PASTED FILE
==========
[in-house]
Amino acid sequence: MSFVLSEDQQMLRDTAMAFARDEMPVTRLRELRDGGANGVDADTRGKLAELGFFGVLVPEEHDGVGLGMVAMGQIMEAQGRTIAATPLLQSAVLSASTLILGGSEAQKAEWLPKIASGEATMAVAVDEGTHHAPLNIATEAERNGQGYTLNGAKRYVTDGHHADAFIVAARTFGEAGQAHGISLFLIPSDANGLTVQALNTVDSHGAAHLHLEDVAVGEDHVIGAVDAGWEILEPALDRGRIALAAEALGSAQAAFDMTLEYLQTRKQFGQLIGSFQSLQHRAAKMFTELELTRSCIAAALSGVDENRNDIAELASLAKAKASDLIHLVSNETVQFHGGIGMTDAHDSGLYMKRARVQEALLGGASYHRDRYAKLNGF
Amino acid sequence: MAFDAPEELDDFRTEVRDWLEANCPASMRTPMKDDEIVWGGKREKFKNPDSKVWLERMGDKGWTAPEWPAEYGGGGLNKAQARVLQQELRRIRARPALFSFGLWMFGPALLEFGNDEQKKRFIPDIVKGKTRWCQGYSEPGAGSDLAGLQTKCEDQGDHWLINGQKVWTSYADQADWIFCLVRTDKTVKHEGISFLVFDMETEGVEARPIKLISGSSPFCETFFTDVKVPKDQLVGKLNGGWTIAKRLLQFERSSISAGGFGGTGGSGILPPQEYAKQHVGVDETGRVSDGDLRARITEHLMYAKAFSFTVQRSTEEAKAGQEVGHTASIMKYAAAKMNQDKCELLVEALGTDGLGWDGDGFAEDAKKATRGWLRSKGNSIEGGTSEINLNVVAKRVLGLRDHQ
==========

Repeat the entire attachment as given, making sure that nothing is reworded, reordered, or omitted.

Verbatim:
[in-house]
Amino acid sequence: MSFVLSEDQQMLRDTAMAFARDEMPVTRLRELRDGGANGVDADTRGKLAELGFFGVLVPEEHDGVGLGMVAMGQIMEAQGRTIAATPLLQSAVLSASTLILGGSEAQKAEWLPKIASGEATMAVAVDEGTHHAPLNIATEAERNGQGYTLNGAKRYVTDGHHADAFIVAARTFGEAGQAHGISLFLIPSDANGLTVQALNTVDSHGAAHLHLEDVAVGEDHVIGAVDAGWEILEPALDRGRIALAAEALGSAQAAFDMTLEYLQTRKQFGQLIGSFQSLQHRAAKMFTELELTRSCIAAALSGVDENRNDIAELASLAKAKASDLIHLVSNETVQFHGGIGMTDAHDSGLYMKRARVQEALLGGASYHRDRYAKLNGF
Amino acid sequence: MAFDAPEELDDFRTEVRDWLEANCPASMRTPMKDDEIVWGGKREKFKNPDSKVWLERMGDKGWTAPEWPAEYGGGGLNKAQARVLQQELRRIRARPALFSFGLWMFGPALLEFGNDEQKKRFIPDIVKGKTRWCQGYSEPGAGSDLAGLQTKCEDQGDHWLINGQKVWTSYADQADWIFCLVRTDKTVKHEGISFLVFDMETEGVEARPIKLISGSSPFCETFFTDVKVPKDQLVGKLNGGWTIAKRLLQFERSSISAGGFGGTGGSGILPPQEYAKQHVGVDETGRVSDGDLRARITEHLMYAKAFSFTVQRSTEEAKAGQEVGHTASIMKYAAAKMNQDKCELLVEALGTDGLGWDGDGFAEDAKKATRGWLRSKGNSIEGGTSEINLNVVAKRVLGLRDHQ